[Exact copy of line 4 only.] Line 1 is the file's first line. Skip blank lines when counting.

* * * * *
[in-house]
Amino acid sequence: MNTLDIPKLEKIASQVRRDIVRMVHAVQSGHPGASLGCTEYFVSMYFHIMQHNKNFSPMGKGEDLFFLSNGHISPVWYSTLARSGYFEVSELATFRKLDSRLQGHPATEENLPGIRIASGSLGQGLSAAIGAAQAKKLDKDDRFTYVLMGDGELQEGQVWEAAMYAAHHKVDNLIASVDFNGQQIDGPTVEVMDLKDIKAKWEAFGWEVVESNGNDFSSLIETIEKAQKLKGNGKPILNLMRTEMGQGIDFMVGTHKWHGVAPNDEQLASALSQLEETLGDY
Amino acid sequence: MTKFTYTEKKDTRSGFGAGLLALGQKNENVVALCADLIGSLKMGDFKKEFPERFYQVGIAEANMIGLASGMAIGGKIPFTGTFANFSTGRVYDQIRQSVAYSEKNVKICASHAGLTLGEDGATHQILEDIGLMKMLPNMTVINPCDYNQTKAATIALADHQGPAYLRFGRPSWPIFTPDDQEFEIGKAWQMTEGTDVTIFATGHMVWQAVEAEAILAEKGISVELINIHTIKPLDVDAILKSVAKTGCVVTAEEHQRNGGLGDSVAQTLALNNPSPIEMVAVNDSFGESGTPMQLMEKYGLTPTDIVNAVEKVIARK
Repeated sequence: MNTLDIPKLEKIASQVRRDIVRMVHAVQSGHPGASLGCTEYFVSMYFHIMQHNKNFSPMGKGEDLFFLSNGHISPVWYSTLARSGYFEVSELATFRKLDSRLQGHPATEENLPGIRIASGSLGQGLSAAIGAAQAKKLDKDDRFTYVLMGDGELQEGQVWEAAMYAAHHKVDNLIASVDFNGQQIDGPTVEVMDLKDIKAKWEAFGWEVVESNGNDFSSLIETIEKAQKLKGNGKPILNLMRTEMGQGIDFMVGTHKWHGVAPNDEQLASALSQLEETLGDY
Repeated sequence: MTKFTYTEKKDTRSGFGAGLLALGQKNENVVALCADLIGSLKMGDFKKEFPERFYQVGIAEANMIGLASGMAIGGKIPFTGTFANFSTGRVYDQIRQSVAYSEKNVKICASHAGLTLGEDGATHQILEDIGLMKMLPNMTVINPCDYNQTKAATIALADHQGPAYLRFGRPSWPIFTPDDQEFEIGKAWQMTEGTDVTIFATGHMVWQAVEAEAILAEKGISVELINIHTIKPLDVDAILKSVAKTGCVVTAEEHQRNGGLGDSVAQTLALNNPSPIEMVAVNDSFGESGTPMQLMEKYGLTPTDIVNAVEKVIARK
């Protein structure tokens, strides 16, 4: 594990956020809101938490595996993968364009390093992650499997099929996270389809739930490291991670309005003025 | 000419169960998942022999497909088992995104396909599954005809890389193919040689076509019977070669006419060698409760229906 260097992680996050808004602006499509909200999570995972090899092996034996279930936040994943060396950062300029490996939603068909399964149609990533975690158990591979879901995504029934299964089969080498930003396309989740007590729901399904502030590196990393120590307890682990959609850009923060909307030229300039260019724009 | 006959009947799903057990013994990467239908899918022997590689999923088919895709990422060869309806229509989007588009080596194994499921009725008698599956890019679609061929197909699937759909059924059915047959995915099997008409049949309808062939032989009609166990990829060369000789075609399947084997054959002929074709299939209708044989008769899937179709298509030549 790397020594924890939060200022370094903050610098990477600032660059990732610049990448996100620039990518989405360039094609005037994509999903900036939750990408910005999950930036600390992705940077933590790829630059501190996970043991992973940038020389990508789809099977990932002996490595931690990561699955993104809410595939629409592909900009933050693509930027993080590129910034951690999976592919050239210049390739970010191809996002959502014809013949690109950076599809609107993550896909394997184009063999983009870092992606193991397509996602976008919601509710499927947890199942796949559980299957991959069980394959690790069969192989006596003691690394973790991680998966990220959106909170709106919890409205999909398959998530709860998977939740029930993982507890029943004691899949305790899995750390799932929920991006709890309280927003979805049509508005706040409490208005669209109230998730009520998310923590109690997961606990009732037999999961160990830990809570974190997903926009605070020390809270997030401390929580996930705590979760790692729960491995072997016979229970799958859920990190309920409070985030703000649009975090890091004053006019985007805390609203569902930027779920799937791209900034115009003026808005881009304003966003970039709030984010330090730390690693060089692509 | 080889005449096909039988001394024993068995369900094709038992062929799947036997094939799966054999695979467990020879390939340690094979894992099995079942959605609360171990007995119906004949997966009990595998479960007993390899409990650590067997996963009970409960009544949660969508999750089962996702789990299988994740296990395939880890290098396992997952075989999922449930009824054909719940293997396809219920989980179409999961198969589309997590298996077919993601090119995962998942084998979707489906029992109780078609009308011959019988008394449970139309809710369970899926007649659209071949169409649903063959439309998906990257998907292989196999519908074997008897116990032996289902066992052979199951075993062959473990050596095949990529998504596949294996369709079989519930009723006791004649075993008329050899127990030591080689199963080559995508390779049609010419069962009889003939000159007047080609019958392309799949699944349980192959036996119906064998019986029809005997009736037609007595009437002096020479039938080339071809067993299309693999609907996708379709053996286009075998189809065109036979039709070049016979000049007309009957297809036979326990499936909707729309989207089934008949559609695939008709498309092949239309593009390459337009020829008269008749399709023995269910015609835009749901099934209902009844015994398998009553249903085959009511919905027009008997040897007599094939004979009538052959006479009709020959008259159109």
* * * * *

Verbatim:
Repeated sequence: MNTLDIPKLEKIASQVRRDIVRMVHAVQSGHPGASLGCTEYFVSMYFHIMQHNKNFSPMGKGEDLFFLSNGHISPVWYSTLARSGYFEVSELATFRKLDSRLQGHPATEENLPGIRIASGSLGQGLSAAIGAAQAKKLDKDDRFTYVLMGDGELQEGQVWEAAMYAAHHKVDNLIASVDFNGQQIDGPTVEVMDLKDIKAKWEAFGWEVVESNGNDFSSLIETIEKAQKLKGNGKPILNLMRTEMGQGIDFMVGTHKWHGVAPNDEQLASALSQLEETLGDY